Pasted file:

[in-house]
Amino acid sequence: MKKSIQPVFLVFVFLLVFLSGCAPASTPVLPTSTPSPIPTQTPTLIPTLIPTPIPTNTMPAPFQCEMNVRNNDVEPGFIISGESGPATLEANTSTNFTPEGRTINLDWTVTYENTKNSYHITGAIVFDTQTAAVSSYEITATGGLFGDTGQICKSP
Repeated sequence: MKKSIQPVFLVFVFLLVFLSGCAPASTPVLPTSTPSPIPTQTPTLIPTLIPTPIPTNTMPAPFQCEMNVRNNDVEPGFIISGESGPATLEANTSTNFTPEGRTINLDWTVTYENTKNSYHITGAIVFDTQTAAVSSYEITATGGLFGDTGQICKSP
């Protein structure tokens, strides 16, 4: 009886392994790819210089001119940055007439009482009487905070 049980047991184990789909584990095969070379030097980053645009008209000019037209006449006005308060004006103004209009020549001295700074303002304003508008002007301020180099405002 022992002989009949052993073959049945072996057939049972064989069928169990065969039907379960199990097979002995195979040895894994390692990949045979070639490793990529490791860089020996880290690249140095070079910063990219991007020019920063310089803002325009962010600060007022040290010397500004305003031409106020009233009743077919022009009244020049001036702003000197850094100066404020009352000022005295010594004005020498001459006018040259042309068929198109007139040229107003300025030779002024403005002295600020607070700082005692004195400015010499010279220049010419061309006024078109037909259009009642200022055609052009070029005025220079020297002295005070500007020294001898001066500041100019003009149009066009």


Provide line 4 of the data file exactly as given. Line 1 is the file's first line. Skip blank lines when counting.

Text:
């Protein structure tokens, strides 16, 4: 009886392994790819210089001119940055007439009482009487905070 049980047991184990789909584990095969070379030097980053645009008209000019037209006449006005308060004006103004209009020549001295700074303002304003508008002007301020180099405002 022992002989009949052993073959049945072996057939049972064989069928169990065969039907379960199990097979002995195979040895894994390692990949045979070639490793990529490791860089020996880290690249140095070079910063990219991007020019920063310089803002325009962010600060007022040290010397500004305003031409106020009233009743077919022009009244020049001036702003000197850094100066404020009352000022005295010594004005020498001459006018040259042309068929198109007139040229107003300025030779002024403005002295600020607070700082005692004195400015010499010279220049010419061309006024078109037909259009009642200022055609052009070029005025220079020297002295005070500007020294001898001066500041100019003009149009066009």